Into the hosts of brazen-armed menSome indeed of the barbarians poison their swords; but true valor has no need of choler, as being dipped in reason; but anger and fury are weak and easily broken. Wherefore the Lacedaemonians are wont by the sounding of pipes to take off the edge of anger from their soldiers, when they fight; and before they go to battle, to sacrifice to the Muses, that they may have the steady use of their reason; and when they have put their enemies to flight, they pursue them not, but sound a retreat (as it were) to their wrath, which, like a short dagger, can easily be handled and drawn back. But anger makes slaughter of thousands before it can avenge itself, as it did of Cyrus and Pelopidas the Theban. Agathocles, being reviled by some whom he besieged, bore it with mildness; and when one [p. 47] said to him, O Potter, whence wilt thou have pay for thy mercenary soldiers? he answered with laughter, From your city, if I can take it. And when some onefrom the wall derided Antigonus for his deformity, he answered, I thought surely I had a handsome face: and when he had taken the city, he sold those for slaves who had scoffed at him, protesting that, if they reviled him so again, he would call them to account before their masters. Furthermore, I observe that hunters and orators are wont to be much foiled by anger. Aristotle reports that the friends of Satyrus once stopped his ears with wax, when he was to plead a cause, that so he might not confound the matter through anger at the revilings of his enemies. Do we not ourselves oftentimes miss of punishing an offending servant, because he runs away from us in fright when he hears our threatening words? That therefore which nurses say to little children—Do not cry, and thou shalt have it—may not unfitly be applied to our mind when angry. Be not hasty, neither speak too loud, nor be too urgent, and so what you desire will be sooner and better accomplished. For as a father, when he sees his son about to cleave or cut something with an hatchet, takes the hatchet himself and doth it for him; so one taking the work of revenge out of the hand of anger doth himself, without danger or hurt, yea, with profit also, inflict punishment on him that deserves it, and not on himself instead of him, as anger oft-times doth.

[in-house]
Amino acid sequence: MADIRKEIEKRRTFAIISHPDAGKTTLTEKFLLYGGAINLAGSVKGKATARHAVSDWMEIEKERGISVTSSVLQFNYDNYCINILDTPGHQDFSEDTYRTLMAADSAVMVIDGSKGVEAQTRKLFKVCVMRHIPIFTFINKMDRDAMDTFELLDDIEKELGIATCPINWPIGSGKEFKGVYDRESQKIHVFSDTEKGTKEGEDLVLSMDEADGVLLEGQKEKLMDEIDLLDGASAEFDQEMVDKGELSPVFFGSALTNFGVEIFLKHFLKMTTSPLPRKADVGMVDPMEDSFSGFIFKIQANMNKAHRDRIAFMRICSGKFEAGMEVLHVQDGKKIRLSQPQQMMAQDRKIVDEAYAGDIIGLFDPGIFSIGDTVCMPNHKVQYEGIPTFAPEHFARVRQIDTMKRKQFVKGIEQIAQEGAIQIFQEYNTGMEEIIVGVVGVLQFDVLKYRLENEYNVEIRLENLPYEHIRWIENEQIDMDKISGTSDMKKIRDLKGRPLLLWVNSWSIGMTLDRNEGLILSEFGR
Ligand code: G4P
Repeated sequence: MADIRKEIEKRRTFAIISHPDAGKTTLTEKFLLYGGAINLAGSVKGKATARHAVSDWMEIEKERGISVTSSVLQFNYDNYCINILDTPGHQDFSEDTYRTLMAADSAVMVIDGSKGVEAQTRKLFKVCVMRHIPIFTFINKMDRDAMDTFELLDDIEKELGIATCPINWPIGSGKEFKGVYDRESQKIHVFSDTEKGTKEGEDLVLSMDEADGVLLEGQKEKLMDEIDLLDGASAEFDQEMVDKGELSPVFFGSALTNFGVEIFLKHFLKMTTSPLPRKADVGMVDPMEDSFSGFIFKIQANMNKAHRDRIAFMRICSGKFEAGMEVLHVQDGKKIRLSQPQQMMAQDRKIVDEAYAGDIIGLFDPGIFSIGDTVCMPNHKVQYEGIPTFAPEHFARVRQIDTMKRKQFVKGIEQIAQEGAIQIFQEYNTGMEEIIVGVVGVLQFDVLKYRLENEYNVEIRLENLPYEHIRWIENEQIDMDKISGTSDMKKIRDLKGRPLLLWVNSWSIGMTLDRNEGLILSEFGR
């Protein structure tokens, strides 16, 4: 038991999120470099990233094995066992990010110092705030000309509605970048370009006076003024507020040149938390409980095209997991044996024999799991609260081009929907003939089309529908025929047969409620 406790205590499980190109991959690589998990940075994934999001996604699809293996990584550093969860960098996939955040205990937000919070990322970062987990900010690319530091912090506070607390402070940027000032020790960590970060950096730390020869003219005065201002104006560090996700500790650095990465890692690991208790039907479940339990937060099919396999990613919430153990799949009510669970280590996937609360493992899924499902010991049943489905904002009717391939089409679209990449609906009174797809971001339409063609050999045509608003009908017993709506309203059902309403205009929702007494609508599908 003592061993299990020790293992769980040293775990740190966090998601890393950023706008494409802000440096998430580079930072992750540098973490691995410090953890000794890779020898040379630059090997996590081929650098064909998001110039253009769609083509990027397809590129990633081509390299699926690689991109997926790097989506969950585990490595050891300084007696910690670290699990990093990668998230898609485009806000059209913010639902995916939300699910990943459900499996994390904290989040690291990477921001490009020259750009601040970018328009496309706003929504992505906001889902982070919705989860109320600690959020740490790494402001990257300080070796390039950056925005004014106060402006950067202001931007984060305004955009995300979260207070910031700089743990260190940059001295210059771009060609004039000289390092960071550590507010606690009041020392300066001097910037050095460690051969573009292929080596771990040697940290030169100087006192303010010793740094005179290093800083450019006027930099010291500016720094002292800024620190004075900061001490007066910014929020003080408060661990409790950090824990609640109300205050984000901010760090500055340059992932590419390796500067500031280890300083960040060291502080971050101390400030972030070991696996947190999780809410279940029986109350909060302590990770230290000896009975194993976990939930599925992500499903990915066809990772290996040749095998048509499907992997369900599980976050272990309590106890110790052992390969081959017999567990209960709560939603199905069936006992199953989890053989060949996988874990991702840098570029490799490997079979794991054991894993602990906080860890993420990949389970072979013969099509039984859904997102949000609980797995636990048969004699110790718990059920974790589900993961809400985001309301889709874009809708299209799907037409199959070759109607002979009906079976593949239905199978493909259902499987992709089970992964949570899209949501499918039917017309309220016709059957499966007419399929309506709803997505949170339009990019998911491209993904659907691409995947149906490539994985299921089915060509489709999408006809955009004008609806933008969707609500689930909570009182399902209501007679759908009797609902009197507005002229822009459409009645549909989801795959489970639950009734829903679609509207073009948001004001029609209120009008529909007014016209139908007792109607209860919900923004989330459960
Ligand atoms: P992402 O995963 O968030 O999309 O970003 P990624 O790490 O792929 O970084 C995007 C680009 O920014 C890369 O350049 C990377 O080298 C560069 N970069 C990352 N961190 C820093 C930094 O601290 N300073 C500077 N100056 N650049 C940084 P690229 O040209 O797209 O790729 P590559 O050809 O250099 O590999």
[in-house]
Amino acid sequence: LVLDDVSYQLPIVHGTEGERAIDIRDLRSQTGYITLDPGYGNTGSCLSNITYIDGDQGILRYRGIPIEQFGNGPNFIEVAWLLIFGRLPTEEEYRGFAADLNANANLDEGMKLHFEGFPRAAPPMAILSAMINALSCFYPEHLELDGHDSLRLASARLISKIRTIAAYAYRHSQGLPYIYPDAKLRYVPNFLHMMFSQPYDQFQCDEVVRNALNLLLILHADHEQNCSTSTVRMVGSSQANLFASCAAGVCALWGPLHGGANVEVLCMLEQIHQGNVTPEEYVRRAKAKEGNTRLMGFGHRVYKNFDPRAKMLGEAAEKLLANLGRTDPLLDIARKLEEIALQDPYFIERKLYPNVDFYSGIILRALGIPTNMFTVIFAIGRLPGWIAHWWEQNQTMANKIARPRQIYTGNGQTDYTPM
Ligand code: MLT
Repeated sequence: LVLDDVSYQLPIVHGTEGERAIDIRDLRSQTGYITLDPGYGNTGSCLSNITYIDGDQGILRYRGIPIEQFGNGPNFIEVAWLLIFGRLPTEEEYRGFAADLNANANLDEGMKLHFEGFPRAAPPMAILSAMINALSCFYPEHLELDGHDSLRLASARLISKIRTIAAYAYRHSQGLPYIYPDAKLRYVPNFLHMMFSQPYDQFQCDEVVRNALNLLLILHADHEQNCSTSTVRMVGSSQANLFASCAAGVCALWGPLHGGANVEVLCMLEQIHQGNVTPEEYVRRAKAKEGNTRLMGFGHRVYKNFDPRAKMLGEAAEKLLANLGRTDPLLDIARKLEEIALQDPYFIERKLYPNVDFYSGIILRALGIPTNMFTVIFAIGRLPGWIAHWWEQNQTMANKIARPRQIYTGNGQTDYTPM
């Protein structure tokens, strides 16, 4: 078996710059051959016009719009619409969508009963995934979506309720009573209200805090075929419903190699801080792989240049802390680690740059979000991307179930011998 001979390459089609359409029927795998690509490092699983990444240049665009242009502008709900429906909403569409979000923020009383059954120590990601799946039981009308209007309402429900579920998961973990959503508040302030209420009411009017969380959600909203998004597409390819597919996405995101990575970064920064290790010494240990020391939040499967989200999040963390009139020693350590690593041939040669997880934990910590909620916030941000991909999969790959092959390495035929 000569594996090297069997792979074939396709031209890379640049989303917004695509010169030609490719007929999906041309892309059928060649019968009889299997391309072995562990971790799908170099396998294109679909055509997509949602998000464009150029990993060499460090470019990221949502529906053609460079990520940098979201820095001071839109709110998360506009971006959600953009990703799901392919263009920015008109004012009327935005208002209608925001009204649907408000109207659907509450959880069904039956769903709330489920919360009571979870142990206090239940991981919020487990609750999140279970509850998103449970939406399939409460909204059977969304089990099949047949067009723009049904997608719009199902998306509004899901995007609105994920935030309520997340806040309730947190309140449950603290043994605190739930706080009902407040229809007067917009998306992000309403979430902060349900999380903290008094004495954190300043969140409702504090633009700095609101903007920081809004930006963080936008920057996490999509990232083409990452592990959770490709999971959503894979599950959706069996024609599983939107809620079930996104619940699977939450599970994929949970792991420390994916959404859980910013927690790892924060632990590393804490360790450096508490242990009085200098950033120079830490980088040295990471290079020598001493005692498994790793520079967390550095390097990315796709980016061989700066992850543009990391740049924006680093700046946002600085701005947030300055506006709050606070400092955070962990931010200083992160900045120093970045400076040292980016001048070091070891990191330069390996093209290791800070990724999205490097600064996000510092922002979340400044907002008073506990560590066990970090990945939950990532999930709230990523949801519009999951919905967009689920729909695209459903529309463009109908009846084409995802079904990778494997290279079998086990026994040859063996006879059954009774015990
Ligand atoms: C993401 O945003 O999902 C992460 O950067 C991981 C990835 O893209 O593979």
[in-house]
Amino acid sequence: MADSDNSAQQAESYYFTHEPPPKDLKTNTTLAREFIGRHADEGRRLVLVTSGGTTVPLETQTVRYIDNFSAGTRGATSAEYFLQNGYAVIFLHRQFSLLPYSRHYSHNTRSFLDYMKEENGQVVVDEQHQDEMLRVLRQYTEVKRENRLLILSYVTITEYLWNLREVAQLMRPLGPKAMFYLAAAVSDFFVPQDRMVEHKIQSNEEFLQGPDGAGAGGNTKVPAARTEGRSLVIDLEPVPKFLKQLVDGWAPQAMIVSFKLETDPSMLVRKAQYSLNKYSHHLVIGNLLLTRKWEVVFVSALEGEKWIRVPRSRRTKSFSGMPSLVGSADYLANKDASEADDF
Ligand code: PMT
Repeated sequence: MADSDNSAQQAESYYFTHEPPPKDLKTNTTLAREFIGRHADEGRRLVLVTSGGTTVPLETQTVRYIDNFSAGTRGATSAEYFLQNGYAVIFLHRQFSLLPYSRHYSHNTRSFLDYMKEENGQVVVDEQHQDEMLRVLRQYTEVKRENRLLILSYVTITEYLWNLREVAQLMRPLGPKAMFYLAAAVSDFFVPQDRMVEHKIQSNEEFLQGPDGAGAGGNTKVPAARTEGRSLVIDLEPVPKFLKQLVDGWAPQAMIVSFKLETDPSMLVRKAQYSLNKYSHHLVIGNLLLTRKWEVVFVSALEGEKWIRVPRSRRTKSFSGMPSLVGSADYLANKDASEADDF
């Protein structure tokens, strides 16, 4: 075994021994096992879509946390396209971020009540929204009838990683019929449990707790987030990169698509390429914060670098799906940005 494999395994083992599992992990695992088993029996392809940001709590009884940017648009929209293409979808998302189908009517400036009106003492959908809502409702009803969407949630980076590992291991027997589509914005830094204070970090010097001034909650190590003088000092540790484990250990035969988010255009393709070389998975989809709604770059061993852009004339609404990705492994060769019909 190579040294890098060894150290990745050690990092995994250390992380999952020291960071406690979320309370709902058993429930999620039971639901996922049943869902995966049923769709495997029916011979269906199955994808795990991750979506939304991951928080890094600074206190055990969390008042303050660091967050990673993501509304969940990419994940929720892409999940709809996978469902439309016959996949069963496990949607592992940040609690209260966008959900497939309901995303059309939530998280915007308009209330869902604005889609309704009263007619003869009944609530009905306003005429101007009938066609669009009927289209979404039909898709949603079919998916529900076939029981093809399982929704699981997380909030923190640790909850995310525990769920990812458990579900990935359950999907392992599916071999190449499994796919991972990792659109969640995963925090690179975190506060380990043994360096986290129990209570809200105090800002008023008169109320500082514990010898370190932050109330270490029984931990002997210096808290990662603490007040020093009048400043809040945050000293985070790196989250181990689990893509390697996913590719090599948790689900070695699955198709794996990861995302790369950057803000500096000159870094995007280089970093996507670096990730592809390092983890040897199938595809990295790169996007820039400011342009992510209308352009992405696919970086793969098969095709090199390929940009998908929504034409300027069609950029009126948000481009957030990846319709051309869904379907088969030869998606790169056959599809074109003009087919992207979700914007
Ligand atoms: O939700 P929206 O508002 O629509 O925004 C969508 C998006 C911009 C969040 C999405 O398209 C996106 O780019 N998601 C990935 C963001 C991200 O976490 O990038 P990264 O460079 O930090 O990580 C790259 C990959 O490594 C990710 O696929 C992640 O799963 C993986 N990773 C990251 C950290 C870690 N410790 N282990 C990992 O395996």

Each boldly charged, but ne'er reviled his foe.
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